I've been having such a nice visit with my sister. She flew into Charleston, WV on Tuesday afternoon and we've been doing a lot of talking, walking, and eating ever since.
At some point, she got into a "hobby" called letterboxing. Don't know how many people are familiar with that - I had never heard of it. But it's been going on since the 1800's apparently! The way it works is someone leaves a "letterbox" sequestered away somewhere in the world and posts clues to its whereabouts on the internet site of the group he/she belongs to. Other letterboxers can search that site for letterboxes that might be in their vicinity or in a place they plan to visit and then try and find them. If you find one, you open it up and there's a little book where you put your stamp, where you're from, and the date.
So, before she came to West Virginia, Chinch looked to see if there were any letterboxes near me and, by darn, there were! Yesterday, we had our first search and will do another one today. Yesterday we had quite a hike up hills, through woods, etc., etc., pretty much freezing cause it was cold!
This photo on the left is where we parked looking back down some of the road we just drove up. We were way up in the hills at this point. In the photo on the right, Chinch is started up the stairs towards that observation tower above her. We had some trouble following the clues to this point, but finally got ourselves on the right track. From the tower, there were two or three more clues taking you to the point where you think the letterbox should be. We had to poke around for a while, going downhill over here, back uphill and then downhill over there, and finally...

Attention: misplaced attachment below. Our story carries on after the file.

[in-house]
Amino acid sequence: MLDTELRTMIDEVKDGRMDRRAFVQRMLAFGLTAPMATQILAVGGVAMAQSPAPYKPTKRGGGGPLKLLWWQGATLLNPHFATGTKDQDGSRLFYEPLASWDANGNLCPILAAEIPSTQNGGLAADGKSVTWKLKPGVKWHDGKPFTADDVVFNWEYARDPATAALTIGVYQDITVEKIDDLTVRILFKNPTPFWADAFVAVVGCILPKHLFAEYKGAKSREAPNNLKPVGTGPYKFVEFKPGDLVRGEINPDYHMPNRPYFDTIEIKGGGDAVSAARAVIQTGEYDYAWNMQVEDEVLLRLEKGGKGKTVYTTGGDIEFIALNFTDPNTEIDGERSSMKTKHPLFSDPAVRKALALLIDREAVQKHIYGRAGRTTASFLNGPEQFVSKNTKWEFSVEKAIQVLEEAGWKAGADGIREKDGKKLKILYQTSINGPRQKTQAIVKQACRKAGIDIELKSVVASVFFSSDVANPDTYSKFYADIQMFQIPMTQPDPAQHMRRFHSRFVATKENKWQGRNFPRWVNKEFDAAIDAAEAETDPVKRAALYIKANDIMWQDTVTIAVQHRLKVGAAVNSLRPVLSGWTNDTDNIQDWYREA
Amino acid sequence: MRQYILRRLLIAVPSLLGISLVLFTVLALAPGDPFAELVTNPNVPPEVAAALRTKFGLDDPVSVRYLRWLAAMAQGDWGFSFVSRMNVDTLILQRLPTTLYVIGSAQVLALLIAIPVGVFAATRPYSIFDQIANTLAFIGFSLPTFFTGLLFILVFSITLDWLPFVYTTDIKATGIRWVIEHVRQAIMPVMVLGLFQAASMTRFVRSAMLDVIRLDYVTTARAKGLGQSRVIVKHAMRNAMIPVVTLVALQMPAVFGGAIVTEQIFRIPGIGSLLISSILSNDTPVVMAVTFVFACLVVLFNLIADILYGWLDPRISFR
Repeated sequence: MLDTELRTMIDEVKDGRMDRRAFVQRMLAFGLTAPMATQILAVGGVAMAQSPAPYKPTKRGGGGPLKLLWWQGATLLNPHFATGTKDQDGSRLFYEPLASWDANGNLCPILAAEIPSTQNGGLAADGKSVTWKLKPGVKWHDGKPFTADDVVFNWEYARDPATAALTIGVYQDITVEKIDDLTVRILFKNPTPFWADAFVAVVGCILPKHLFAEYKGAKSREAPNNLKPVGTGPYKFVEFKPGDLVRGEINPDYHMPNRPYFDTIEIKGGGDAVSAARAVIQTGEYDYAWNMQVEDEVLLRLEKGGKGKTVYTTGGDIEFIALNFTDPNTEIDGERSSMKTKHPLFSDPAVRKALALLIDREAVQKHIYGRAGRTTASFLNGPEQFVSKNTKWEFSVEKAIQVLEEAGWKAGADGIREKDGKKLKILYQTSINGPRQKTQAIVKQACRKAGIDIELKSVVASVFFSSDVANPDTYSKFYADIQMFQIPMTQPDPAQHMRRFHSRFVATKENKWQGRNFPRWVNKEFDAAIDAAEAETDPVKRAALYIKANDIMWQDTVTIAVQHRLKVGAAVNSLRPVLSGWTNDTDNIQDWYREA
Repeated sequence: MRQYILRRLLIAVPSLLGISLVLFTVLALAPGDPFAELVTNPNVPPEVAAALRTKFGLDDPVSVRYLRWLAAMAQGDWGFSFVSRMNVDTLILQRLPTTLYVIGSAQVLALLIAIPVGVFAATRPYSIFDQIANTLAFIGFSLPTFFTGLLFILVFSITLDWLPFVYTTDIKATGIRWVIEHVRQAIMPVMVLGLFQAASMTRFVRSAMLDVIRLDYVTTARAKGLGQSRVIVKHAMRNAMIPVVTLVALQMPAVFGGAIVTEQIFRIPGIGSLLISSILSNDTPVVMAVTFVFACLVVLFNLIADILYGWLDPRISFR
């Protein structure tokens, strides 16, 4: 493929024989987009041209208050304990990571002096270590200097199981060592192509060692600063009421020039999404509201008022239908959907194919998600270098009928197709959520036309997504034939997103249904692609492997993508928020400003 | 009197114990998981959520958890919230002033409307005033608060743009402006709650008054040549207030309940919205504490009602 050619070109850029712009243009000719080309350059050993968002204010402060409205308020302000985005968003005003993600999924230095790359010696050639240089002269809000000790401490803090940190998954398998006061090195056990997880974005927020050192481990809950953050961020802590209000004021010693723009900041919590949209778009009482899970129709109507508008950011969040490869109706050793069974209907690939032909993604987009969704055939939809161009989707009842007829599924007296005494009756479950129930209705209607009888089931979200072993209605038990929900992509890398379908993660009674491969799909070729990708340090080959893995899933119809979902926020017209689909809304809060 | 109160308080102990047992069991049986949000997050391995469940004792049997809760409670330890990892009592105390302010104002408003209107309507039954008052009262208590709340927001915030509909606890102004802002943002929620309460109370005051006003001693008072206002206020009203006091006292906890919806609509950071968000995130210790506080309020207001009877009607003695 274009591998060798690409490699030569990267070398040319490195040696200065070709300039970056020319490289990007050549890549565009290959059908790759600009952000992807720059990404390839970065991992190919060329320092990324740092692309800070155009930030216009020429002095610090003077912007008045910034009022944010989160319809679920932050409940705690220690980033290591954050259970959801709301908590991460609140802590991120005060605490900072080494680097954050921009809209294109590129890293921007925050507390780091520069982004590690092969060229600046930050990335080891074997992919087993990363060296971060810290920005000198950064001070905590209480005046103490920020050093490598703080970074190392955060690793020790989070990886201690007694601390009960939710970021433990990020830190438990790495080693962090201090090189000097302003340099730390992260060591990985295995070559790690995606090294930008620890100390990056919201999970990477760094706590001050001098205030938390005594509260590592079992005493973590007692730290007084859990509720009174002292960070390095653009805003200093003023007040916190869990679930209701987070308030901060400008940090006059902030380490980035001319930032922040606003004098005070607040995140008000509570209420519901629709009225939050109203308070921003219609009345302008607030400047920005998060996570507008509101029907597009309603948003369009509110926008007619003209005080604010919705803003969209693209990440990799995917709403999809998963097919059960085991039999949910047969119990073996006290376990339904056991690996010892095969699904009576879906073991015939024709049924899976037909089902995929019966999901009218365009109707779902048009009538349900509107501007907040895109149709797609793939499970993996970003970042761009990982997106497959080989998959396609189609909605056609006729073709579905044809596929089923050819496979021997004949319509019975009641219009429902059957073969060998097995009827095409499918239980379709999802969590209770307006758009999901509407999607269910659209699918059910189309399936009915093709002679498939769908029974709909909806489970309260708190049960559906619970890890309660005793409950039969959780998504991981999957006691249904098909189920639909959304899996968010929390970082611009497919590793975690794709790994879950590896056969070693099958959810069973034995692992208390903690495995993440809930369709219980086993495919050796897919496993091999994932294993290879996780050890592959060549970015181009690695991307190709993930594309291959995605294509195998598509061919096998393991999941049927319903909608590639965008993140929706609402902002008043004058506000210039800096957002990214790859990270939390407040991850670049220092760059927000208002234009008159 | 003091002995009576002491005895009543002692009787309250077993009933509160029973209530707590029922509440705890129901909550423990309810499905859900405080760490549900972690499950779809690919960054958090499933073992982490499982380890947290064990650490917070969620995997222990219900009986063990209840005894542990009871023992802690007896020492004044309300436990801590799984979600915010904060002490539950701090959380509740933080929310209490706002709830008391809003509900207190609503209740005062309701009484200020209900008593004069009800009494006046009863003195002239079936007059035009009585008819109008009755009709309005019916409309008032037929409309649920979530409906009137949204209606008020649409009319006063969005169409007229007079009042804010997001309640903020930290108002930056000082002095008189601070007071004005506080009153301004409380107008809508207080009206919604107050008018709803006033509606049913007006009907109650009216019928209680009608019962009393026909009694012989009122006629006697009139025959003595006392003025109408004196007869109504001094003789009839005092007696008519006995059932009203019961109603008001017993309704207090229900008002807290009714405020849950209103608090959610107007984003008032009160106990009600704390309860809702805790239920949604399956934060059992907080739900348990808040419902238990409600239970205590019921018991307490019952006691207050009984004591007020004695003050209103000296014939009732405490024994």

All in all, quite an exciting morning and quite a workout for the old legs. I think the one we're going to try and find today should be somewhat easier. It's somewhere in Ritter Park and from the sounds of the clues, should be on flat ground rather than up in the hills. We shall see...
I'm curious, if this was being done back in the 1800's, how it worked. The internet makes it easy to learn where a box has been hidden and to let the person hiding the box know that you've found it. But back then, it seems like it would all have been kind of accidental - just sort of coming across one, entering your info in the book and then figuring that at some point the "hider" would be checking the box to see if anyone had found it. My sister's letterbox group is called AtlasQuest and there's probably more information there on the history of letterboxing which I will read sometime. Also, if this appeals to any readers, that would be a place you could visit to see if there would be any letterboxes in your area that you could try to find.
- Mary Lynne
- West Virginia
- When I started my retirement travels - the first of which was my solo overseas trip to Italy in 2009 - I wanted a way to share it with family and friends as it happened. Hence, "My Travel Journal". However I realized I wouldn't always be on a trip and wondered what to do with the blog in between times. My daughter pointed out, wisely, that travels can also include trips to the kitchen to try a new recipe, trips to visit family, trips to my neighborhood Starbucks, or a fun day trip with a friend. You're welcome to join me on any of these journeys!
P.S. I've set up separate pages for each of my major trips (see tabs above).
I recently added an "Italian Word a Day" thingie which shows up at the bottom of every page. You see the word and can click to hear it pronounced. I've been enjoying it and I think my accent is improving as time goes by.